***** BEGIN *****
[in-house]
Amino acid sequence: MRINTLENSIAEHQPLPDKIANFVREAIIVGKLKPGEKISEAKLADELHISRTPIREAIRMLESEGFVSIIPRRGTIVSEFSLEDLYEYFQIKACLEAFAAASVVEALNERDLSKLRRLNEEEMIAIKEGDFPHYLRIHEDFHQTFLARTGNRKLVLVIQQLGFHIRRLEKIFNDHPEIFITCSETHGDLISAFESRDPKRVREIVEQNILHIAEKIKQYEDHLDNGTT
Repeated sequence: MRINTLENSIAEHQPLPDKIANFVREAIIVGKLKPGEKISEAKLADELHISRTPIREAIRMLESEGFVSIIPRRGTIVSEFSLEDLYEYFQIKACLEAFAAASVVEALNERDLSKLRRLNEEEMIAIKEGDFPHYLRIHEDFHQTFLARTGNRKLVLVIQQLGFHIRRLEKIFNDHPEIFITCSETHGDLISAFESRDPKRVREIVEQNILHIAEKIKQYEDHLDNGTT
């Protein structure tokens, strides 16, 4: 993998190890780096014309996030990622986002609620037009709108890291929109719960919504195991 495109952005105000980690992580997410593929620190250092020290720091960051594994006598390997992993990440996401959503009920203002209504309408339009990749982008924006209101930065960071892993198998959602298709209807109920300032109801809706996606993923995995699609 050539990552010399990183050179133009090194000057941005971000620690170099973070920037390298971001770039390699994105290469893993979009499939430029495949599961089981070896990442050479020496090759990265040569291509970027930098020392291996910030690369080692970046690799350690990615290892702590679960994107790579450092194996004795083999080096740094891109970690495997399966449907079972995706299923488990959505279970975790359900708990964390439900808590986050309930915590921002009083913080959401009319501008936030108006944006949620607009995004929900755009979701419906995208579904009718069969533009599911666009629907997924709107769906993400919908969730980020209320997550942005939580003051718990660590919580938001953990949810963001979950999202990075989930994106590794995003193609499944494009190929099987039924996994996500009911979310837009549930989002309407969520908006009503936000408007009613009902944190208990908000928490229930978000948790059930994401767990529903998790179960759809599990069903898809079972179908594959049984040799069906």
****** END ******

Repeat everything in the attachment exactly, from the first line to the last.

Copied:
[in-house]
Amino acid sequence: MRINTLENSIAEHQPLPDKIANFVREAIIVGKLKPGEKISEAKLADELHISRTPIREAIRMLESEGFVSIIPRRGTIVSEFSLEDLYEYFQIKACLEAFAAASVVEALNERDLSKLRRLNEEEMIAIKEGDFPHYLRIHEDFHQTFLARTGNRKLVLVIQQLGFHIRRLEKIFNDHPEIFITCSETHGDLISAFESRDPKRVREIVEQNILHIAEKIKQYEDHLDNGTT
Repeated sequence: MRINTLENSIAEHQPLPDKIANFVREAIIVGKLKPGEKISEAKLADELHISRTPIREAIRMLESEGFVSIIPRRGTIVSEFSLEDLYEYFQIKACLEAFAAASVVEALNERDLSKLRRLNEEEMIAIKEGDFPHYLRIHEDFHQTFLARTGNRKLVLVIQQLGFHIRRLEKIFNDHPEIFITCSETHGDLISAFESRDPKRVREIVEQNILHIAEKIKQYEDHLDNGTT
């Protein structure tokens, strides 16, 4: 993998190890780096014309996030990622986002609620037009709108890291929109719960919504195991 495109952005105000980690992580997410593929620190250092020290720091960051594994006598390997992993990440996401959503009920203002209504309408339009990749982008924006209101930065960071892993198998959602298709209807109920300032109801809706996606993923995995699609 050539990552010399990183050179133009090194000057941005971000620690170099973070920037390298971001770039390699994105290469893993979009499939430029495949599961089981070896990442050479020496090759990265040569291509970027930098020392291996910030690369080692970046690799350690990615290892702590679960994107790579450092194996004795083999080096740094891109970690495997399966449907079972995706299923488990959505279970975790359900708990964390439900808590986050309930915590921002009083913080959401009319501008936030108006944006949620607009995004929900755009979701419906995208579904009718069969533009599911666009629907997924709107769906993400919908969730980020209320997550942005939580003051718990660590919580938001953990949810963001979950999202990075989930994106590794995003193609499944494009190929099987039924996994996500009911979310837009549930989002309407969520908006009503936000408007009613009902944190208990908000928490229930978000948790059930994401767990529903998790179960759809599990069903898809079972179908594959049984040799069906």